Volkswagen Group is making changes to its management structure. Porsche CEO Oliver Blume will add to his daily duties by taking over as Chairman of the Board of Management for the group. He assumes the role on September 1, and he’s expected to remain as Porsche’s CEO “in the long term,” possibly staying in that position following a potential initial public offering for the brand.
Blume said he’s excited to lead both Porsche and Volkswagen Group, adding that he will focus on “the customers, brands, and products” as the CEO of the pair. VW Group announced earlier this year that it had established a framework for a potential initial public offering for the German luxury automaker. Blume iterated that Porsche is “on a successful footing technologically, financially, and culturally,” and the company sees itself as a leader of “sustainable mobility.”
Blume joined VW Group in 1994, holding various management positions at Audi, Seat, Volkswagen, and Porsche during his tenure. Before he joined Porsche’s Board of Management in 2015, Blume was responsible for Production and Logistics at Porsche. He has been part of VW Group’s board since 2018.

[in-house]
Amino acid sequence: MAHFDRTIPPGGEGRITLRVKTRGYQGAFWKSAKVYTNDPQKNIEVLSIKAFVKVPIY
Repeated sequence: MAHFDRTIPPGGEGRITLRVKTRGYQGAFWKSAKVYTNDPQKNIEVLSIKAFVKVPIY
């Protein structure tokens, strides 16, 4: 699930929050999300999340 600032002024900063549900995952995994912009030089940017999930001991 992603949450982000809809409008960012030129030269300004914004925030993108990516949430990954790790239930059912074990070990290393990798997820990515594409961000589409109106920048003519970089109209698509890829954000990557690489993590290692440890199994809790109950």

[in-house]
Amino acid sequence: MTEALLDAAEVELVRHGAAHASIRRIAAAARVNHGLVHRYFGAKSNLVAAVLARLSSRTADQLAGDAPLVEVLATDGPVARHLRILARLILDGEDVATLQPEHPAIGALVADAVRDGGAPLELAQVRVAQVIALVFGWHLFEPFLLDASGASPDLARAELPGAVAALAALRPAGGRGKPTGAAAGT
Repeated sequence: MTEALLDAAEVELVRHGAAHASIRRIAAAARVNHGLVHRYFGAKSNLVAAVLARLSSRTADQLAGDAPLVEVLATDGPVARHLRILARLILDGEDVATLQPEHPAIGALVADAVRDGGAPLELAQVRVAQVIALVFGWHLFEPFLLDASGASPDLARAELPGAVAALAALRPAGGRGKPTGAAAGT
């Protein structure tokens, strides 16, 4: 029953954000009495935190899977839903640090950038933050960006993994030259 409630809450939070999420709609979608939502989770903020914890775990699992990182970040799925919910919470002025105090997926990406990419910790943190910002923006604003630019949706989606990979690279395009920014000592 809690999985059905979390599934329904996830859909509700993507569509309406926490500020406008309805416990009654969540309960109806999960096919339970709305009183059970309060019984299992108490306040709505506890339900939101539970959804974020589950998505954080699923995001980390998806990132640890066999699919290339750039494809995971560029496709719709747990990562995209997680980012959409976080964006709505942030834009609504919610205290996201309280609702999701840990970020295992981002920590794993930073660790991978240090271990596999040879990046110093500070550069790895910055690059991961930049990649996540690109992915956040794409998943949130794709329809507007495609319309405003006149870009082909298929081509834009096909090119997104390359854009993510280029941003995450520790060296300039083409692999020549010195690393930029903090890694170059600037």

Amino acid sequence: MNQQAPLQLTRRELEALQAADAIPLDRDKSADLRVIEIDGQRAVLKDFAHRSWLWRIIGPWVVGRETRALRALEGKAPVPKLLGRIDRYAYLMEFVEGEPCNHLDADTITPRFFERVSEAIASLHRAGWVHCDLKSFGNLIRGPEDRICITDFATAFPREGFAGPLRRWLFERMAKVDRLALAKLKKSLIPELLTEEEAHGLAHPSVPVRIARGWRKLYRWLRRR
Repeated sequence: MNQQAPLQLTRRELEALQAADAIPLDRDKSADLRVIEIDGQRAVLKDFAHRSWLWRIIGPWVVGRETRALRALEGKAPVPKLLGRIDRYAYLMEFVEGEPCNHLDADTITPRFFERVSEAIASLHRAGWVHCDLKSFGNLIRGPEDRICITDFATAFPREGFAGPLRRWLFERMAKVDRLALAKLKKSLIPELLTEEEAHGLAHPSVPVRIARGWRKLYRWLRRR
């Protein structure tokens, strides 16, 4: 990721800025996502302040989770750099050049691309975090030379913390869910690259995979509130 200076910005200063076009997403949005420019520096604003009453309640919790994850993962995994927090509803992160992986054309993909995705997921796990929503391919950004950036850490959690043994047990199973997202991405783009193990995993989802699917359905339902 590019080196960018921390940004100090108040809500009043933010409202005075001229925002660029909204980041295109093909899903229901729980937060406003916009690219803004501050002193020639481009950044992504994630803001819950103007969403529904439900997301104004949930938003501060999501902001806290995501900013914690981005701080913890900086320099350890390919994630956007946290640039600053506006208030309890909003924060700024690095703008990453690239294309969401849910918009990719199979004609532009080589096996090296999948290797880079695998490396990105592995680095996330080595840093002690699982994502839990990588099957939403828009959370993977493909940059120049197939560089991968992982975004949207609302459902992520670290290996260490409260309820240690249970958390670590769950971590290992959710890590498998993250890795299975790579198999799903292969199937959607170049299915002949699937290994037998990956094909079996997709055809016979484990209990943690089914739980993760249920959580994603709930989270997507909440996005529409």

Blume will replace Herbert Diess, who arrived at Volkswagen in July 2015. Volkswagen Group’s Supervisory Board appointed him a member of the Board of Management and Chairman of the Board of Management for Volkswagen Passenger Cars. He began his automotive career in the late 1980s at Bosch before joining BMW, a company he worked at until he arrived at VW.
Diess arrived just months before the Dieselgate scandal broke, which set the stage for his tenure at the company. In September 2015, Volkswagen was found to have installed software that allowed its vehicles to pass regulatory emissions testing unfairly. The automaker faced scrutiny and fines from governments around the world for the scandal, which affected 11 million vehicles.
He became the chairman of VW Group in 2018 and helped the company navigate the fallout from the Dieselgate scandal. Diess also set the automaker on a course toward producing electric vehicles, a goal that Blume is now in control of achieving.
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